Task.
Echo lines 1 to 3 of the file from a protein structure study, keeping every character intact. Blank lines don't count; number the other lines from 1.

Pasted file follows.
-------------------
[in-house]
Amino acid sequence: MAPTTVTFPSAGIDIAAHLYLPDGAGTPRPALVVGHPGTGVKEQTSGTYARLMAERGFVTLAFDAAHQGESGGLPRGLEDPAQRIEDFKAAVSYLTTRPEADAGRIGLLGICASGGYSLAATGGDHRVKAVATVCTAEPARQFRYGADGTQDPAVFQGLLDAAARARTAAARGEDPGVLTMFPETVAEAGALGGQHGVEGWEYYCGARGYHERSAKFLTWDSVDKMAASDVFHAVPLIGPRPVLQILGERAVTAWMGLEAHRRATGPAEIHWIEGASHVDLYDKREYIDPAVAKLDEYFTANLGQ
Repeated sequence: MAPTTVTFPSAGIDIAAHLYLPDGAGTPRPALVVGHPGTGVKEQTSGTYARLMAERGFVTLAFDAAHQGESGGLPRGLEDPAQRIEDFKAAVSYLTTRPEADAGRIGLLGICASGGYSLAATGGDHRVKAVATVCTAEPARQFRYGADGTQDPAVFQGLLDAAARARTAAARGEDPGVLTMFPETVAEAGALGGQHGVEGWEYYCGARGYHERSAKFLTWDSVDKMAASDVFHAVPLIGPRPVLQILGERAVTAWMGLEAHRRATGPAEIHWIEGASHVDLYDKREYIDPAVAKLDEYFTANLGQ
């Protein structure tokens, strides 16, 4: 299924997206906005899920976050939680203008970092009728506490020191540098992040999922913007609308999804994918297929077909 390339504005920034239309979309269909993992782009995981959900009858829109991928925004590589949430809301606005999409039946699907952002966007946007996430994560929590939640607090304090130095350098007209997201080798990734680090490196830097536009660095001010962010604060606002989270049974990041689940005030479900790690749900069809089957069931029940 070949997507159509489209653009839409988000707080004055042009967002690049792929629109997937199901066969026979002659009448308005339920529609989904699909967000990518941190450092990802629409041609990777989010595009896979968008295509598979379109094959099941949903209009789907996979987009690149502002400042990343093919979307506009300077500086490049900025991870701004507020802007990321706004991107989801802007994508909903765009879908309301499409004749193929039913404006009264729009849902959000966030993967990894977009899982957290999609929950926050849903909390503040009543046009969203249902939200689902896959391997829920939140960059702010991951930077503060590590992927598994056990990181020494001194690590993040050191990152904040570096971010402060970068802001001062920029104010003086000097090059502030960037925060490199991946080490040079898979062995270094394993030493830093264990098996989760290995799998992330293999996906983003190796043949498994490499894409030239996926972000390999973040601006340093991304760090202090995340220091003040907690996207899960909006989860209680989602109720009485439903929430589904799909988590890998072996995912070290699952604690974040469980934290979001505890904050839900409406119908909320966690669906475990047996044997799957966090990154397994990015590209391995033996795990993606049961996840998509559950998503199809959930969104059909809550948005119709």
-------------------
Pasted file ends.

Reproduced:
[in-house]
Amino acid sequence: MAPTTVTFPSAGIDIAAHLYLPDGAGTPRPALVVGHPGTGVKEQTSGTYARLMAERGFVTLAFDAAHQGESGGLPRGLEDPAQRIEDFKAAVSYLTTRPEADAGRIGLLGICASGGYSLAATGGDHRVKAVATVCTAEPARQFRYGADGTQDPAVFQGLLDAAARARTAAARGEDPGVLTMFPETVAEAGALGGQHGVEGWEYYCGARGYHERSAKFLTWDSVDKMAASDVFHAVPLIGPRPVLQILGERAVTAWMGLEAHRRATGPAEIHWIEGASHVDLYDKREYIDPAVAKLDEYFTANLGQ
Repeated sequence: MAPTTVTFPSAGIDIAAHLYLPDGAGTPRPALVVGHPGTGVKEQTSGTYARLMAERGFVTLAFDAAHQGESGGLPRGLEDPAQRIEDFKAAVSYLTTRPEADAGRIGLLGICASGGYSLAATGGDHRVKAVATVCTAEPARQFRYGADGTQDPAVFQGLLDAAARARTAAARGEDPGVLTMFPETVAEAGALGGQHGVEGWEYYCGARGYHERSAKFLTWDSVDKMAASDVFHAVPLIGPRPVLQILGERAVTAWMGLEAHRRATGPAEIHWIEGASHVDLYDKREYIDPAVAKLDEYFTANLGQ